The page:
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SES seeks to give volunteers voice following ICAC inquiry

Saturday, 15th March, 2014

Chairman of the NSW SES Volunteers Association Charlie Moir with Acting Commissioner Jim Smith at the Trades Hall yesterday. PICTURE: Darrin Manuel Chairman of the NSW SES Volunteers Association Charlie Moir with Acting Commissioner Jim Smith at the Trades Hall yesterday. PICTURE: Darrin Manuel

By Nick Gibbs

An Independent Commission Against Corruption (ICAC) investigation into the NSW SES has provided the catalyst for a statewide roadshow designed to give volunteers a voice on the future of the organisation.

The NSW SES Volunteers Association developed the concept with the support of SES management.

The first meeting was held at the Broken Hill Trades Hall yesterday afternoon.

Chairman of the Volunteers Association, Charlie Moir, said the main priority of the project was to give SES volunteers the chance to be heard.

“There are two things I’m hoping to get out of the roadshows; number one is for volunteers to have a voice in the future of the SES,” he said.

“Number two is hoping the SES management listen to what they have to say.”

Mr Moir said having the collective opinion of a large number of members would have more pull with management compared to single requests.

However, he stressed that it was not meant to cause friction among volunteers and staff.

“The roadshow is not to cause debate. It’s all about listening.

“It’s not just about the bad things, it’s about the good things as well.”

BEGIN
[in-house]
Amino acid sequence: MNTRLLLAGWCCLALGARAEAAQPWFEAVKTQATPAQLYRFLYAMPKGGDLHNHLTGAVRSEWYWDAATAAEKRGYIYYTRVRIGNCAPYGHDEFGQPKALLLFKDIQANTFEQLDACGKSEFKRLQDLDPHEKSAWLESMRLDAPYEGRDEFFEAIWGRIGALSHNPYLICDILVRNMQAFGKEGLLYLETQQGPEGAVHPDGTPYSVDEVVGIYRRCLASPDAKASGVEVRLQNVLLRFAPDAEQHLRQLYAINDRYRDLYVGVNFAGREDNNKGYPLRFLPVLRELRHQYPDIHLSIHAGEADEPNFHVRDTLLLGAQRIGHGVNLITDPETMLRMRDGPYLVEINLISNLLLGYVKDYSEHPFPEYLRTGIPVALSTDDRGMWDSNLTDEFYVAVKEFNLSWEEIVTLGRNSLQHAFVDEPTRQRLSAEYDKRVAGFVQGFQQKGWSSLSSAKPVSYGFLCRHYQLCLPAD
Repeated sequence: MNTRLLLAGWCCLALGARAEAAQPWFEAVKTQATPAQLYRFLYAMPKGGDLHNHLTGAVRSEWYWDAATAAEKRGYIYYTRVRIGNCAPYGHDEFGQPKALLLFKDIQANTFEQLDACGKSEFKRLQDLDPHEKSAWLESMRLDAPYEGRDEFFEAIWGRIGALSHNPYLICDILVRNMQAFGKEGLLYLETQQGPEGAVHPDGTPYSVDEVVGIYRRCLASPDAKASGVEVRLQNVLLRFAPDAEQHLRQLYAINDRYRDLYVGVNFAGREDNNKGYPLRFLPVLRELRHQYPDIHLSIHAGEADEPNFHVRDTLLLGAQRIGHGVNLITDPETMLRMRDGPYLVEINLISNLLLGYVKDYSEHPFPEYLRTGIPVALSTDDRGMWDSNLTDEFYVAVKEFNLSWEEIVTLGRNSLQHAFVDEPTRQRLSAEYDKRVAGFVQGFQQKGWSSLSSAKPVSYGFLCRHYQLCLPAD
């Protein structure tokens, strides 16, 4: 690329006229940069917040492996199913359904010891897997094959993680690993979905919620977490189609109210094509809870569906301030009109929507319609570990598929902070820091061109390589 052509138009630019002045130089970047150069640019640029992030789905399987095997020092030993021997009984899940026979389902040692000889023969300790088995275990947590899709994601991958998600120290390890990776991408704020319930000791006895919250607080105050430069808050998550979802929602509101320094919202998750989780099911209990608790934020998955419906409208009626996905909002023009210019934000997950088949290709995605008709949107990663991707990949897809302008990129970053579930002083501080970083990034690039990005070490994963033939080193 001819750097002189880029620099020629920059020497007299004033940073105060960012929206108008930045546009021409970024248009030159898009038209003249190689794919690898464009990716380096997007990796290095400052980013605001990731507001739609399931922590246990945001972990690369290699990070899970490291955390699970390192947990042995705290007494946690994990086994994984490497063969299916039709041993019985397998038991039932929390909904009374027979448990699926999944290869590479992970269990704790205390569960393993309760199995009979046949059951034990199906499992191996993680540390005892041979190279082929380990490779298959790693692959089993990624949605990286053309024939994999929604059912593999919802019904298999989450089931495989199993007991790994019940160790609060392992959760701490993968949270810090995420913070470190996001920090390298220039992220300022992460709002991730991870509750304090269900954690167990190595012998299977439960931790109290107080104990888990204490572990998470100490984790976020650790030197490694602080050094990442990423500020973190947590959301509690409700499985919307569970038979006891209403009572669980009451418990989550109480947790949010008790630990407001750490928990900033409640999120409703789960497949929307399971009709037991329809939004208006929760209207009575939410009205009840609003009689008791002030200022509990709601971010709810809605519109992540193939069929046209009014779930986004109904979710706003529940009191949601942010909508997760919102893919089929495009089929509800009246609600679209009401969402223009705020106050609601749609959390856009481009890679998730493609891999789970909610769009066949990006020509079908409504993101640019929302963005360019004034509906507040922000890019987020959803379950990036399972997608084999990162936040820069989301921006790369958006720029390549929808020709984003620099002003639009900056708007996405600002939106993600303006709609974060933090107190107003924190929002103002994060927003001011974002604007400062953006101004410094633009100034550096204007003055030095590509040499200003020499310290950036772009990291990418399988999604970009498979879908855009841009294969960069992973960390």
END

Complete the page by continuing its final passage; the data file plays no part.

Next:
Acting Commissioner Jim Smith agreed that parts of the ICAC inquiry were upsetting but said the SES was committed to addressing each view expressed.

“It is a big commitment, but it’s one we want to do,”  he said.

“(The volunteers) are the most critical part of the service.”

Mr Smith said one of the challenges would be responding to individual requests specific to certain regions while maintaining the consistency needed when dealing with large scale events requiring resources from across the country.

He was confident the results would leave the organisation well poised.

“It will help us shape the future of the SES” he said.

“My role is at the bottom of the pyramid, offering support to staff, volunteers and wider community.”  

All workshops are run by an individual facilitator with information recorded and added to a report for the Commissioner and NSW Emergency

Services Minister Michael Gallacher.

A total of 21 meetings will be held across the State in coming weeks with the results expected to be compiled by early July.

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